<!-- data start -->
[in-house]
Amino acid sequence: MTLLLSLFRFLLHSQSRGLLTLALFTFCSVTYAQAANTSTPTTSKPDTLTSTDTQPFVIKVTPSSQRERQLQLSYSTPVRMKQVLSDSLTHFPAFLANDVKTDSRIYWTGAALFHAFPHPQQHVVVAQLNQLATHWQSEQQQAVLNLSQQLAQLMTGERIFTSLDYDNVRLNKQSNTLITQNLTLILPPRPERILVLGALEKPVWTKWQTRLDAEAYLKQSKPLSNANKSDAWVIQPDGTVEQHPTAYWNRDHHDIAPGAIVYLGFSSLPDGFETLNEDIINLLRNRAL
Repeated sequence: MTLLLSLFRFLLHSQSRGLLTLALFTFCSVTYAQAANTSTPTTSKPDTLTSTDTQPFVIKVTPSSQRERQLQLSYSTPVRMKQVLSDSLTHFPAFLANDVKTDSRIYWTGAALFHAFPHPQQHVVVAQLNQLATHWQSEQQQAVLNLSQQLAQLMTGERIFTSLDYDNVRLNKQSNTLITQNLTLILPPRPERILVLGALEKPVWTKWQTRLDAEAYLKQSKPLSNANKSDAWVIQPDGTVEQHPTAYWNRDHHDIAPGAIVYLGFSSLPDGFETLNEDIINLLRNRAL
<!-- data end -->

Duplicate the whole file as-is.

[in-house]
Amino acid sequence: MTLLLSLFRFLLHSQSRGLLTLALFTFCSVTYAQAANTSTPTTSKPDTLTSTDTQPFVIKVTPSSQRERQLQLSYSTPVRMKQVLSDSLTHFPAFLANDVKTDSRIYWTGAALFHAFPHPQQHVVVAQLNQLATHWQSEQQQAVLNLSQQLAQLMTGERIFTSLDYDNVRLNKQSNTLITQNLTLILPPRPERILVLGALEKPVWTKWQTRLDAEAYLKQSKPLSNANKSDAWVIQPDGTVEQHPTAYWNRDHHDIAPGAIVYLGFSSLPDGFETLNEDIINLLRNRAL
Repeated sequence: MTLLLSLFRFLLHSQSRGLLTLALFTFCSVTYAQAANTSTPTTSKPDTLTSTDTQPFVIKVTPSSQRERQLQLSYSTPVRMKQVLSDSLTHFPAFLANDVKTDSRIYWTGAALFHAFPHPQQHVVVAQLNQLATHWQSEQQQAVLNLSQQLAQLMTGERIFTSLDYDNVRLNKQSNTLITQNLTLILPPRPERILVLGALEKPVWTKWQTRLDAEAYLKQSKPLSNANKSDAWVIQPDGTVEQHPTAYWNRDHHDIAPGAIVYLGFSSLPDGFETLNEDIINLLRNRAL